Gerry Myerson wrote: > In article <email@example.com>, > "Gene Ward Smith" <firstname.lastname@example.org> wrote: > > >>Gerry Myerson wrote: >> >> >>>I personally don't put set theory in the same category as astrology >>>or creation science. Maybe Norm does. I don't know. >> >>Norm apparently puts number theory in that category. > > > For what it's worth, Norm has written papers in number theory, > e.g., > > MR1314396 (96a:11029) Wildberger, N. J. Row-reduction and invariants of > Diophantine equations. Proc. Indian Acad. Sci. Math. Sci. 104 (1994), > no. 3, 549--555. > > Whether this was before he came to his current views on set theory, > I do not know.
This affirms what I felt about the OP, that while his views are unpopular, he is not a crank. (I also just checked him out on MathSciNet, and it is obvious that he is an active research mathematician.) In my opinion, his remarks about the natural numbers are spot on. The only way I disagree with him is that I don't think that now is the time to work on these problems.
This whole thread has left a bad taste in my mouth because of the speed at which people were willing to spew abuse on him. Just because he has a superficial resemblence to crankpot anti-Cantorians doesn't make him one. His views are controversial, but that doesn't mean we respond rudely, rather it gives us an opportunity to engage in civilized conversation. Even if we end up still disagreeing, we might have learned something, or at least honed our arguments better.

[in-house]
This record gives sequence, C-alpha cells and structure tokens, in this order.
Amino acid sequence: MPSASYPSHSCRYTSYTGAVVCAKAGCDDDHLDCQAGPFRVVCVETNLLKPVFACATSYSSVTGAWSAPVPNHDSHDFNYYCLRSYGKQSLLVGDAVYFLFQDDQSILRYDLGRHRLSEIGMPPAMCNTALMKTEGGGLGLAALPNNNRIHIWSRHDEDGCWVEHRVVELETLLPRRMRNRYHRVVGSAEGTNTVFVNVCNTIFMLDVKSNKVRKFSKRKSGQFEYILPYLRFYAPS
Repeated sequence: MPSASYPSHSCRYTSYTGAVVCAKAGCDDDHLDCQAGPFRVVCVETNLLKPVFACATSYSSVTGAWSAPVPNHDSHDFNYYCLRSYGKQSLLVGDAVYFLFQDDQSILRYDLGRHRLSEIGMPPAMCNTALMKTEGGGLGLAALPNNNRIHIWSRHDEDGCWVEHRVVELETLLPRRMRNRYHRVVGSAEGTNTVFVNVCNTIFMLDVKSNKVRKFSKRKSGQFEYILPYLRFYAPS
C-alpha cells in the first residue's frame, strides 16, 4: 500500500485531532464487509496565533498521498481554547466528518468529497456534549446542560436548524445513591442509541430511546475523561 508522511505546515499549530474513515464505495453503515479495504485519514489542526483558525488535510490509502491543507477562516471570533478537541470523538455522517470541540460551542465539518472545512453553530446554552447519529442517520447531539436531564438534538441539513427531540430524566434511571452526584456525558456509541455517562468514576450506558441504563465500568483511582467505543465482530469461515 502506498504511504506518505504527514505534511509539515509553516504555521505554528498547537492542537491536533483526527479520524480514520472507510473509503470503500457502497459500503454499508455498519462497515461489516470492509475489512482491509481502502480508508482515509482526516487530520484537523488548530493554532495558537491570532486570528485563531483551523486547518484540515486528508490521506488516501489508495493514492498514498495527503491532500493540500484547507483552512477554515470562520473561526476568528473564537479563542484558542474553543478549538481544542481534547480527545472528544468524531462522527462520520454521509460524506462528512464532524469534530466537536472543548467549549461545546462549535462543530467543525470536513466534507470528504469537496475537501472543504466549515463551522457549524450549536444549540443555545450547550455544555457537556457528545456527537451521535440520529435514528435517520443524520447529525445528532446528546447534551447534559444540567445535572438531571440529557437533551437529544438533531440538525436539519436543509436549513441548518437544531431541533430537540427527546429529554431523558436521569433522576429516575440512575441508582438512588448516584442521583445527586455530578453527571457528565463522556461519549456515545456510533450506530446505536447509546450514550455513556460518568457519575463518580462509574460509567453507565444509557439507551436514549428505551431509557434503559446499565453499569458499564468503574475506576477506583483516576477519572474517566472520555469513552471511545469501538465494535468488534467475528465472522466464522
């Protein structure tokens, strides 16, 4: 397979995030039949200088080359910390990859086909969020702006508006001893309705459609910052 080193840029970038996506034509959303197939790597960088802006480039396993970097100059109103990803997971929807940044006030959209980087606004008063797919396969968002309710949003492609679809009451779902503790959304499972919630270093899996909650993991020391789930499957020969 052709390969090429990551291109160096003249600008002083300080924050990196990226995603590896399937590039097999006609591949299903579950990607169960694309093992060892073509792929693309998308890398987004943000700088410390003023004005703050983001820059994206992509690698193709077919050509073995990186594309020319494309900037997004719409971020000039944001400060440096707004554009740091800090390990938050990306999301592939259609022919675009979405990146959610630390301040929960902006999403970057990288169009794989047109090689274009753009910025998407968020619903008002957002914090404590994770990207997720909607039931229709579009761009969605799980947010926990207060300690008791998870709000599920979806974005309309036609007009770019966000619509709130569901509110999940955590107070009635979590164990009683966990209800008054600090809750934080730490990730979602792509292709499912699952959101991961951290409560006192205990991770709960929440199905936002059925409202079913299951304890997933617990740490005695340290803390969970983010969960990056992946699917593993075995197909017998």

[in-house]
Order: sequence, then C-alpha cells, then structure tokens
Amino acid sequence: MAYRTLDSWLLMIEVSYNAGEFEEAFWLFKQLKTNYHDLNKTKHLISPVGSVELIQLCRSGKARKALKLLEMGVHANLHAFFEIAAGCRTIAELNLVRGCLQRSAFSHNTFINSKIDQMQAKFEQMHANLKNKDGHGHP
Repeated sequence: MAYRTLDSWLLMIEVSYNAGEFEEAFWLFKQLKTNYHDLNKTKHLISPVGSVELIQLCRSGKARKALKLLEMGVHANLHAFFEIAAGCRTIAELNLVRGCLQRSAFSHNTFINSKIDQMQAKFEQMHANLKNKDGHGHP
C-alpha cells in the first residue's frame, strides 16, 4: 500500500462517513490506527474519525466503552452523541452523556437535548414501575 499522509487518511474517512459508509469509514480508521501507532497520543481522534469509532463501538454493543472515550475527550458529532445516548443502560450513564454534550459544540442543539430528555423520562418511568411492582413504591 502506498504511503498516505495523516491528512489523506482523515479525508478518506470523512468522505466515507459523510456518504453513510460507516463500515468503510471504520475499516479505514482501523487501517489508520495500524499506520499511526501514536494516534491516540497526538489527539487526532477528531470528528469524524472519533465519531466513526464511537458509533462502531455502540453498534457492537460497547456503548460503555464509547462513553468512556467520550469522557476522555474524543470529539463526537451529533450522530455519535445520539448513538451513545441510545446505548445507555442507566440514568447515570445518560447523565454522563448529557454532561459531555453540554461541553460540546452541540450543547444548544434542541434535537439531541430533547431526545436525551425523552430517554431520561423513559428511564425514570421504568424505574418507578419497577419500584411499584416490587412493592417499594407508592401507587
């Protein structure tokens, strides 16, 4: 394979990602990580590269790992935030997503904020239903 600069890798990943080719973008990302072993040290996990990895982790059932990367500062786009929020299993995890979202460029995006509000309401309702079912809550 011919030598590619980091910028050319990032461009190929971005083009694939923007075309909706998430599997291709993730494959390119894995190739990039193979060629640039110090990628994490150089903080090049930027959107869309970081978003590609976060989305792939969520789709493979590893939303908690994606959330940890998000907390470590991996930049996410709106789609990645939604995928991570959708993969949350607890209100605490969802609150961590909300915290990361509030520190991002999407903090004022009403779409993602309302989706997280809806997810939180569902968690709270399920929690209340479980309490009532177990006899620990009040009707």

Now, one of the respondents said that Norm had rejected the axiom of infinity, and so how is he supposed to do number theory. But nowhere in his article has he rejected the axiom of infinity. He has rejected the whole notion that axioms are the way to go. I would paraphrase what he said slightly differently - axioms (might) describe the natural numbers, but they don't define them. There is clearly a problem that there are numbers between 1 and googolplex that we can never write down or meaningfully describe. What makes us think that they are really there? The evidence is at best empirical.
The responses have led me to think that some people here believe in the modern axiomatic system like a religion.